Global stock markets rebound
After a difficult month of May, stock markets worldwide rebounded in June. They reacted positively to the possibility that central banks will ease their monetary policies shortly and to the respite announced in the U.S.- China trade dispute.
Focus on the past month
Overview of global equity markets1
- In Canada, the benchmark index of the Toronto Stock Exchange, the S&P/TSX, was up 2.5% in June
- U.S. equity markets performed well, with the S&P 500 gaining 3.6% and the Nasdaq, 4.1%.
- International stock markets were also in positive territory, as reflected by the 2.6% rise in the EAFE Index.
- Emerging markets ended the period with a gain of 2.9%, while Chinese equity markets climbed 4.7%.
1 All the percentages in this section are in Canadian dollars.
- The G20 summit held at the end of the month gave rise to a meeting between the U.S. and Chinese presidents. They agreed to resume talks with a view to a trade agreement and to put on hold the additional tariff increases that had been announced. Although this overture seems encouraging, the points of contention that remain will be the most difficult to settle.
- Job creation in Canada fell, with 24,000 full-time jobs being filled while 26,000 part-time jobs were lost. The situation was very different in the United States, where 224,000 jobs were created versus expectations of 160,000.
- The major central banks suggested that they could reduce their benchmark rates and put in place new measures to stimulate the economy. Despite strong job creation in June in the United States, the U.S. Federal Reserve will lower rates by at least 0.25% in July because of global trade uncertainties.
- Saudi Arabia and Russia agreed to extend by nine months the agreement between OPEC and non-OPEC members to cut oil output. High U.S. oil production and the global economic slowdown are limiting the negative impact of the drop in Iranian oil exports related to the economic sanctions imposed on this country by the United States.
- Government of Canada bonds posted a return of 0.3% for the period, bringing their year-to-date return in 2019 to 3.9%.2
2 Source : Canaccord Genuity
Performance of our funds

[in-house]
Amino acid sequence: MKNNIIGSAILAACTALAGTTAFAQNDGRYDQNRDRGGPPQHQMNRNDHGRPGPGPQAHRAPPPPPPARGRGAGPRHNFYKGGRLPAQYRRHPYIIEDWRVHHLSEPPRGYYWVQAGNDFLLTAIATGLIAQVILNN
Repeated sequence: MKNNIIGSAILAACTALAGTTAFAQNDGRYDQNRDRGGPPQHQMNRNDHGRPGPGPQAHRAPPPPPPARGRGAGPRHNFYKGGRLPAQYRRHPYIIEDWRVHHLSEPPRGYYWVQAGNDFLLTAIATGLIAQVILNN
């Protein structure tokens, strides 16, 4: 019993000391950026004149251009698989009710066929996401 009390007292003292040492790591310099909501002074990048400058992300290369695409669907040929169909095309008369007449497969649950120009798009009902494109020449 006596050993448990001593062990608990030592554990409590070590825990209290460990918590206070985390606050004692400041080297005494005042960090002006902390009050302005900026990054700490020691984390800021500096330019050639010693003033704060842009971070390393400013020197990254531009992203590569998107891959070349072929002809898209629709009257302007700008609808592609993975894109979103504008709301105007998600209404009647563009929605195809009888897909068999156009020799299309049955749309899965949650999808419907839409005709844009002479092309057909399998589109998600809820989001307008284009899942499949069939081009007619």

In general, our funds performed relatively well in June and in the second quarter of 2019.
Our strategic monitoring
Here are some risks that could generate more volatility on the markets.
- Despite the resumption of negotiations between the Trump and Xi Jinping administrations following the G20, an escalation of trade tensions between the two superpowers is still possible, which would likely hurt American consumers.
- An armed conflict cannot be ruled out as tensions mount between Iran and the United States against a backdrop of severe economic sanctions and non-compliance with the terms of the 2015 international nuclear deal.
- Brexit should come into effect on October 31 and the next prime minister of the U.K. could favour a no-deal exit from the European Union.
- The USMCA was signed by Mexico and Canada would be ready to ratify it provided that the United States does likewise. Given U.S. Democrats’ hesitation to endorse the new deal, there is a threat that President Trump will cancel the current free trade pact in order to pressure his political opponents to sign the agreement.
New orders – United States
The U.S. Purchasing Managers’ Index (PMI) is falling and is now at 50, which is close to the contraction level
Number of new jobless claims – United States
This indicator dropped, which means that the U.S. labour market remains very solid.
We reduced the equity weighting of the FDP Tactical Asset Allocation Portfolio by 10% in May and the equity weighting of our balanced portfolios was also lowered. From a tactical standpoint, the mixed economic data of the past few months and the global slowdown prompted us to bring our bond weighting to 55%, versus 45% for equities, whereas the targets are 55% for equities and 45% for bonds. This slightly more defensive positioning seems appropriate to us, given the geopolitical risks which are still very present.
The current cycle is at an advanced stage and the trade tensions between China and the United States persist, so we remain cautious about the stock market..
François Landry, CFA
Senior Vice-President and Chief Investment Officer
The opinions expressed here and on the next page do not necessarily represent the views of Professionals’ Financial. The information contained herein has been obtained from sources deemed reliable, but we do not guarantee the accuracy of this information, and it may be incomplete. The opinions expressed are based upon our analysis and interpretation of this information and are not to be construed as a recommendation. Please consult your Wealth Management Advisor.